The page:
Jack Link's Beef Jerky Case Study: "Wal-Mart Didn't Make Me Do It" Part Three: Expected Benefits and Lessons Learned
Written By: Joseph J. Strub
Published On: March 10 2005
Jack Link's Beef Jerky, like so many small and medium enterprises (SME), had been intensely focused on manufacturing and making the best beef jerky available. As a result, the company had neglected its supply chain for several years. The company decided to reverse this set of circumstances by implementing radio frequency identification (RFID) technology together with its underlying best practices and the support of Microsoft.
This article looks at how the company chose to get in front of the technology curve before the information highway passed it by. Specifically, the article examines
- RFID philosophy for SMEs (see Part One)
- Company background (see Part One)
- Approach to RFID implementation (see Part Two)
- Expected benefits
- Lessons learned
At the conclusion of all phases, Jack Link's Beef Jerky will have invested a significant amount of time, energy, and money. However, the company's analysis concluded that this investment will realize several significant benefits, including
- Improved inventory accuracy
- Reduced manual recording
- Increased visibility
- Facilitation of product recall and minimize exposure
- Significant reduction in time required for a recall from several hours to minutes
- Increased food safety through ingredient tracking
- Automated regulatory compliance and integration into the enterprise resource planning (ERP) software
With the exception of product recall and safety, these benefits are common outputs from RFID implementations. For the food and beverage industries, the ability to narrow the scope of a recall can expedite the process and minimize adverse public attention being attracted to the problem.
To expand the RFID technology to other facilities and production lines will still require the infusion of capital for equipment and tags. However, the successes achieve in Phases I and II are verifiable and repeatable. Jack Link's Beef Jerky has done the hard work, namely proving the concept to its own management.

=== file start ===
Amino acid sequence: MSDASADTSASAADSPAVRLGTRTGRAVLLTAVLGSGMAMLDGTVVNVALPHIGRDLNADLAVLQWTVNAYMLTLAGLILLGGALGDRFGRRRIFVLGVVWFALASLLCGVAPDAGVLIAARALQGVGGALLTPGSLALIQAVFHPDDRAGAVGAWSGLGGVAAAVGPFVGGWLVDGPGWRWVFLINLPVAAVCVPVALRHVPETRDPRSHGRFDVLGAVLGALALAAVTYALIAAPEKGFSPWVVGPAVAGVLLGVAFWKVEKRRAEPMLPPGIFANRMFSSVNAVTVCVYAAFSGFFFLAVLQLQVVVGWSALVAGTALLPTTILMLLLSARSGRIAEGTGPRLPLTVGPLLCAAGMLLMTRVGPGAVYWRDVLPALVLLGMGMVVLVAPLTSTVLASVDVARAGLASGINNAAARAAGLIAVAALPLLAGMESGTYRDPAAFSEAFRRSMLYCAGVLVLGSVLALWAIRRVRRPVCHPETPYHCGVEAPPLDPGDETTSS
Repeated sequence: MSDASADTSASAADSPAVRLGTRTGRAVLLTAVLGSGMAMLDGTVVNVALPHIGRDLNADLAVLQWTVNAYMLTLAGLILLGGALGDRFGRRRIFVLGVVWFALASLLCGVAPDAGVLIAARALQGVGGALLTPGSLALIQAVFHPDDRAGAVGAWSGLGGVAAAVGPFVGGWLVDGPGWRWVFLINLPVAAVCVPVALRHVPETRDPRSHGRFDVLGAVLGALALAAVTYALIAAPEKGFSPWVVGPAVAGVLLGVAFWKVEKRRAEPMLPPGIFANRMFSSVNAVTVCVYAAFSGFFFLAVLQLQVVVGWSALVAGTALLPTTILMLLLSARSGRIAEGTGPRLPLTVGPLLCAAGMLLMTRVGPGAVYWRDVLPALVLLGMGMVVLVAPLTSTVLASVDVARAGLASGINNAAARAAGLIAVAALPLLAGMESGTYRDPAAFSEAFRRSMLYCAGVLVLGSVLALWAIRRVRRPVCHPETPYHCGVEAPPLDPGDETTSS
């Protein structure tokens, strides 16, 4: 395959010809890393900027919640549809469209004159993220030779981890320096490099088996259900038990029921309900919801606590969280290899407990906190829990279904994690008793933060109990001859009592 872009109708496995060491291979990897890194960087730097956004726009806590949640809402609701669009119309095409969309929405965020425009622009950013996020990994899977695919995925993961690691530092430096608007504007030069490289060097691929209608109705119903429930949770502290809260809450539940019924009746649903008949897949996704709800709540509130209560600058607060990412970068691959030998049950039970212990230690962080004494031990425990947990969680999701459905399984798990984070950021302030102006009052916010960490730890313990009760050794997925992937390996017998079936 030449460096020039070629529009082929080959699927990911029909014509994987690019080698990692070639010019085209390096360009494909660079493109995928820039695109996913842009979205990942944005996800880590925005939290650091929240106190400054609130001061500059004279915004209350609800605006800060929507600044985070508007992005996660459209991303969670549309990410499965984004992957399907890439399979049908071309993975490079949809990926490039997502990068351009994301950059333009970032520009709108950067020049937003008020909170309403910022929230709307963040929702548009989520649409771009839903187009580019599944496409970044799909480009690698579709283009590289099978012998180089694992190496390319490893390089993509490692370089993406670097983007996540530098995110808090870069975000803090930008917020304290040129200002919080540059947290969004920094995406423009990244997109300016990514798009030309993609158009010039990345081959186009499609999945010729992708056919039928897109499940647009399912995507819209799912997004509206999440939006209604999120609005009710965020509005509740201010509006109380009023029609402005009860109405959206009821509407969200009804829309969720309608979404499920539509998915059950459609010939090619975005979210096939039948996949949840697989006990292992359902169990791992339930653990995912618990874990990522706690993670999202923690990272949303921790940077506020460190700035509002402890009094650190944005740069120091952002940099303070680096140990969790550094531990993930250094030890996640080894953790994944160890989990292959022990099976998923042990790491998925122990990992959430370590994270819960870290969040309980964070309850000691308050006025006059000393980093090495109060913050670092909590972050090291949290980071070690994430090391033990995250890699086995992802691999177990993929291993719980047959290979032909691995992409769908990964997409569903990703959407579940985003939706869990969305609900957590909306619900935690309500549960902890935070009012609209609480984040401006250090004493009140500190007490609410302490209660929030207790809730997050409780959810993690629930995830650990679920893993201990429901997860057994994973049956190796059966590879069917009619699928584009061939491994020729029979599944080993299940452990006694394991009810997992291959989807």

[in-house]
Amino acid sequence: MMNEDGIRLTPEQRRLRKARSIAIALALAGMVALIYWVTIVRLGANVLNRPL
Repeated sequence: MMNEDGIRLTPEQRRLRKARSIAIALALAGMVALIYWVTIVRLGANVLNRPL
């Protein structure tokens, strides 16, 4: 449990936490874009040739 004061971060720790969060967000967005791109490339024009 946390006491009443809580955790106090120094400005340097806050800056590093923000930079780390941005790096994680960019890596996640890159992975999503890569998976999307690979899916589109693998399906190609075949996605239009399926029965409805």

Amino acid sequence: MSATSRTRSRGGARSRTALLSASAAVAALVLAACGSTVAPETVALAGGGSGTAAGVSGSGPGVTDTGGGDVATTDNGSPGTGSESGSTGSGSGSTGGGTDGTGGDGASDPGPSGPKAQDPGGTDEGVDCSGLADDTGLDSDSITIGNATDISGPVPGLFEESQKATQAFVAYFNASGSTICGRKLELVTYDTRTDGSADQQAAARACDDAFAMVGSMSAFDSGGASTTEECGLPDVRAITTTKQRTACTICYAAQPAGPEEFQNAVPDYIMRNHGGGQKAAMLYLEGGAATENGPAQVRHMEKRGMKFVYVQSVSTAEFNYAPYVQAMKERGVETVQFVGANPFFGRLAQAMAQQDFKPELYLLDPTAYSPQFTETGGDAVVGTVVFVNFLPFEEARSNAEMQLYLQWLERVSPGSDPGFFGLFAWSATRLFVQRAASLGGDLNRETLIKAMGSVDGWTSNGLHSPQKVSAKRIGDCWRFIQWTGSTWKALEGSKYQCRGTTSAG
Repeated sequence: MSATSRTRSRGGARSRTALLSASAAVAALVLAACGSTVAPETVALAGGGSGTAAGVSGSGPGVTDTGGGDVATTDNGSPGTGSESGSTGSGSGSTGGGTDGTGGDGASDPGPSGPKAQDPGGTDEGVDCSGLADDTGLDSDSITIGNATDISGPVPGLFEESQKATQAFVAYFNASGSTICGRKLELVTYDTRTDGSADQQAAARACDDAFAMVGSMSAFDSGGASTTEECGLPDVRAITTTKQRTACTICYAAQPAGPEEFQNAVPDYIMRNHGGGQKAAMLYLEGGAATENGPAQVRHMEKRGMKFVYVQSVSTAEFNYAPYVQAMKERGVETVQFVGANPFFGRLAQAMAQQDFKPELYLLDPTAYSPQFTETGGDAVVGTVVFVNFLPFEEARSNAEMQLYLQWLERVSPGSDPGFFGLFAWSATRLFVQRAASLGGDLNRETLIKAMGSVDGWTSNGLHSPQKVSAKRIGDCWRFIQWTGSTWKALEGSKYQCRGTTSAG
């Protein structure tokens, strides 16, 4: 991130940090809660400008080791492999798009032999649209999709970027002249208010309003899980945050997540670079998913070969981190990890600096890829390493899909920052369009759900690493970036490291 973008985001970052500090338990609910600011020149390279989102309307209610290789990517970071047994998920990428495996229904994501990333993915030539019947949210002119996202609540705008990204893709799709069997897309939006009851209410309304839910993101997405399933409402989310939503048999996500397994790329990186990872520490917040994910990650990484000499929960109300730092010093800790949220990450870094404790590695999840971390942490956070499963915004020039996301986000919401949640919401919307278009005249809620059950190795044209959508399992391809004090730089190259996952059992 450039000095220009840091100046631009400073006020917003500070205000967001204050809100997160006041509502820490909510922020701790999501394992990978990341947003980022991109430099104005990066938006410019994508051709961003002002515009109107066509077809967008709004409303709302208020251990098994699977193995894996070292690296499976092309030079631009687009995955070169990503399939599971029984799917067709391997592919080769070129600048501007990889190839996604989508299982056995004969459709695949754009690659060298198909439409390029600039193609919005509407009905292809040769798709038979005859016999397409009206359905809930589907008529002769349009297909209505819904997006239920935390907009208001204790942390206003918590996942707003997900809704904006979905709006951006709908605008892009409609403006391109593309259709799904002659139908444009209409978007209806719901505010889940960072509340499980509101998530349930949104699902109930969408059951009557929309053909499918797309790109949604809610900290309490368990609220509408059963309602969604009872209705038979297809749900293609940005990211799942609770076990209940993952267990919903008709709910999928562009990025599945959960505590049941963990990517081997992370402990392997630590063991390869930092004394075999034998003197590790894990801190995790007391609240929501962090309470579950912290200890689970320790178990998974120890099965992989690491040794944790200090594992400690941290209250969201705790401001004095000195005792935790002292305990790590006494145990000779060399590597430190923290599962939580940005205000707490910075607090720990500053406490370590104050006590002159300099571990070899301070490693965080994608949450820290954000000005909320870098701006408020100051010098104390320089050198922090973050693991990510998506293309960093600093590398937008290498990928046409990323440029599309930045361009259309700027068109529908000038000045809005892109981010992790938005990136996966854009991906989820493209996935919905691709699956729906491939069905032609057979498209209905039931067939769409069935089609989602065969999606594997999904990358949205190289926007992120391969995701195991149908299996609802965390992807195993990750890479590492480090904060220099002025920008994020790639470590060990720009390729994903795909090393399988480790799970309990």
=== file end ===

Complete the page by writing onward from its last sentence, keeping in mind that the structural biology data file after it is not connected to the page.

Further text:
This is Part Three of a three-part note.
Part One presented an RFID philosophy for SMEs and the company background.
Part Two detailed the implementation phases.
If, like reading a mystery novel, you skipped the previous sections to get to the serious stuff, shame on you! You may have missed some interesting and revealing steps in a successful RFID implementation process. Regardless, let's briefly review the important lessons that the four-phase Jack Link's Beef Jerky approach can teach us.
Start Small, Think Big
A downfall with many technology projects is that companies take on more technology than their organizations can digest and utilize. Clearly, Jack Link's Beef Jerky avoided this pitfall by concentrating the deployment on a single SKU and production line. In addition to keeping the capital investment to a manageable level, the company was able to focus on a finite piece of its business process to identify problem areas and concerns.
Are all of the problems resolved? No, solutions for working in caustic conditions such as acid wash, coping with drastic temperature changes during the manufacturing processes, and finding packaging material most conducive to a radio frequency environment still need to be finalized. However, these types of problems have been identified in the operating laboratory before full deployment to the production floor.
Despite working in a rather limited setting in terms of SKUs and production lines, Jack Link's Beef Jerky had the foresight to envision the full impact of RFID on its manufacturing setting. So, Jack Link's Beef Jerky certainly started small but is already beginning to fill in the pieces of the bigger picture.
Work on Your Own Schedule—Time Takes Time